STATEMENT National Network of WHRD in Mexico / We condemn sexually related death threats against journalist Sanjuana Martínez

Mexico, June 21, 2017

Subject: We condemn sexually related death threats against journalist Sanjuana Martínez

Lic. Miguel Ángel Osorio Chong
Minister of the Interior

Lic. Roberto Campa Cifrián

Undersecretary of Human Rights, Ministry of the Interior

Luis Raúl González Pérez
President, National Human Rights Commission

Since the end of May, Sanjuana Martínez, a journalist committed to the defense of human rights and a member of the National Network of Women Human Rights Defenders in Mexico (RNDDHM), has been receiving violent messages in the social networks (Facebook and Twitter) that she uses to disseminate her journalistic work against corruption and abuses of power.

These messages, with different senders, contain death threats expressed in words and pictures, such as bullets. One image even shows the body of a woman cut in half and thrown onto a públic thoroughfare.

With such threats, Sanjuana’s aggressors try to oblige her to desist in her work, because if she doesn’t, they warn, “they’ll pick her up off the street and fill her full of lead.” One also tells her to be careful because “my commando is already looking for you to hang you from a bridge.” And another wrote, “I live with the hope of waking up to the news that they decapitated @SanjuanaMtz: Where are the drug cartels when we need them?”

Other forms of violence that Sanjuana Martínez is subjected to in the social networks include insults as a means of harassment. Some are notable for their sexual connotations, as when she receives images of penises (more and more frequently) or threats of rape.

The 222 women defenders and journalists organized in the RNDDHM repudiate these acts. We are concerned about the death threats against Sanjuana Martínez, particularly because they are occurring in the context of the continuity and escalation of violence against human rights defenders in Mexico (fed by institutional impunity and permissiveness of such acts), In 2017 alone, at least four murders of women defenders and journalists have been perpetrated, including that of Miroslava Breach, in Chihuahua.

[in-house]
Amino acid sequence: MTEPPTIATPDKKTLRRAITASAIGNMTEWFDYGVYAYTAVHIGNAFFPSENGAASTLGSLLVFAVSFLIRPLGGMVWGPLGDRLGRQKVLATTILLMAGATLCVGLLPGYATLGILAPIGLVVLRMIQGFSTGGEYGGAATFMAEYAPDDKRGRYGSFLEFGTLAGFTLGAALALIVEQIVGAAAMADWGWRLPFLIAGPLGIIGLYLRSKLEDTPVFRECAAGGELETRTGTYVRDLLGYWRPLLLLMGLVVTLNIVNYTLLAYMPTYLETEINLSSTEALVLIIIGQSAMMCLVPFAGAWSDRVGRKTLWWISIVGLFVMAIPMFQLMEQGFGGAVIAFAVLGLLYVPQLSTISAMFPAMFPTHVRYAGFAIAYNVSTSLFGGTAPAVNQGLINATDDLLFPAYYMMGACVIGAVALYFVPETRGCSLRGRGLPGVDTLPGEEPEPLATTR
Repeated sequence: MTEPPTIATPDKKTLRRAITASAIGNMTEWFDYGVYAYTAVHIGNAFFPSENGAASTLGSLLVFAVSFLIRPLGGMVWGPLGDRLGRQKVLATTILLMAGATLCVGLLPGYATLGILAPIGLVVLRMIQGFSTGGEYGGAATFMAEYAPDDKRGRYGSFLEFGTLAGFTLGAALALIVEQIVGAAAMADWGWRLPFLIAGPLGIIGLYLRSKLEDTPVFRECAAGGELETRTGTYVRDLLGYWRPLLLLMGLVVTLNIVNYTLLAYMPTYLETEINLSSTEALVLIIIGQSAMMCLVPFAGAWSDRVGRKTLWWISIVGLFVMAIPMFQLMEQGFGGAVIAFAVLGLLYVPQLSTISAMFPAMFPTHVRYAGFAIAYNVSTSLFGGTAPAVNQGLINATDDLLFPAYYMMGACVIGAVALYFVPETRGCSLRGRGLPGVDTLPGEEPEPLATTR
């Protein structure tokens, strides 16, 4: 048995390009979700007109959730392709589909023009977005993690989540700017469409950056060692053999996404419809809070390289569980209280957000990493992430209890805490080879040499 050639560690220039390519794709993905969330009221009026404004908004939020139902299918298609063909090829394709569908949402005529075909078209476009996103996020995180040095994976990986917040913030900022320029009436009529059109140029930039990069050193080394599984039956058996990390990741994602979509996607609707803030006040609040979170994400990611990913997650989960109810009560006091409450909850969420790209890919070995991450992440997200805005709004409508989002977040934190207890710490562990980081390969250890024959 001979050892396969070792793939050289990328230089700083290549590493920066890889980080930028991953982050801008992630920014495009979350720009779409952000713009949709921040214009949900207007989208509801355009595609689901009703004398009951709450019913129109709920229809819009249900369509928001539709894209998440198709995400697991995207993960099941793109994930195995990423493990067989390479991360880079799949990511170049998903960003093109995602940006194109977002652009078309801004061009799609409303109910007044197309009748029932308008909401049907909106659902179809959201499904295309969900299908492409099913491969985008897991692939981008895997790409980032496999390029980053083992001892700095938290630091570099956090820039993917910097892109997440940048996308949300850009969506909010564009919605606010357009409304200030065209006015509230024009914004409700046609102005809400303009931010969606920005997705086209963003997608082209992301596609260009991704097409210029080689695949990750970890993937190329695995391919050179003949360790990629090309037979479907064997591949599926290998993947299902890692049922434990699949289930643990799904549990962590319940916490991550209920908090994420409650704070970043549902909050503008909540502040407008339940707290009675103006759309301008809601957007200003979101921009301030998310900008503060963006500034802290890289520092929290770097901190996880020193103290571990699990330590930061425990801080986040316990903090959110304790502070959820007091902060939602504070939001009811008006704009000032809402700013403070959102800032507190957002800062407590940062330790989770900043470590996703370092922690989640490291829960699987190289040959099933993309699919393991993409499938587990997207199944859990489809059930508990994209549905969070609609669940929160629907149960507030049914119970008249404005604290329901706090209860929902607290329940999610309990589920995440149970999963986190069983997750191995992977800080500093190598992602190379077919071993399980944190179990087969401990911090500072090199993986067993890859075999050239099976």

We also want to emphasize that Sanjuana’s case is evidence of what we in the Defender Network call the component of gender discrimination in the attacks. By the same token, it is a clear example of the way in which the violence experienced by women defenders is different from that faced by male defenders. Its impacts take on special relevance due to the sexual nature of the violence.

Given that the journalistic investigations by Sanjuana Martínez contribute documentation to five recent crimes of State (Tlatlaya, Ayotzinapa, Apatzingán, Tanhuato and Nochixtlán), this is not the first time that the communicator has been subjected to violence as a result of her work.

For years, she has been subjected to searches of her residence and acts of judicial prosecution. One well-known exemple is the lawsuit for moral damage brought against her by the PRD politician Jesús Ortega, which gave rise to a legal process that went on for four years. Finally, in violation of her freedom of expression, she was required to pay damages in the case. Likewise, at the end of the year 2015, the defender experienced a situation comparable to the current one: death threats and the reception of images, via Twitter, with sexual connotations, and threats of rape.

We, of the RNDDHM strongly condemn these acts of violence. We are convinced that their aim is to frighten Sanjuana Martínez in order to put an end to her journalistic work in support of human rights, especially now that she is conducting an investigation into crimes of State committed by security forces.

Accordingly, the 222 women defenders and journalists organized in this Network demand that the Mexican government do the following:

  • Adopt, without delay, the measures necessary to guarantee the life and physical and psychological integrity of Sanjuana Martínez and her family
  • Guarantee that the defender can continue her journalistic work in conditions of security
  • Initiate investigations that enable the identification and punishment of the masterminds and perpetrators of the attacks spelled out here
  • Assure that journalists and the population in general can fully exercise their rights to the freedom of information and expression


National Network of Women Human Rights Defenders in Mexico

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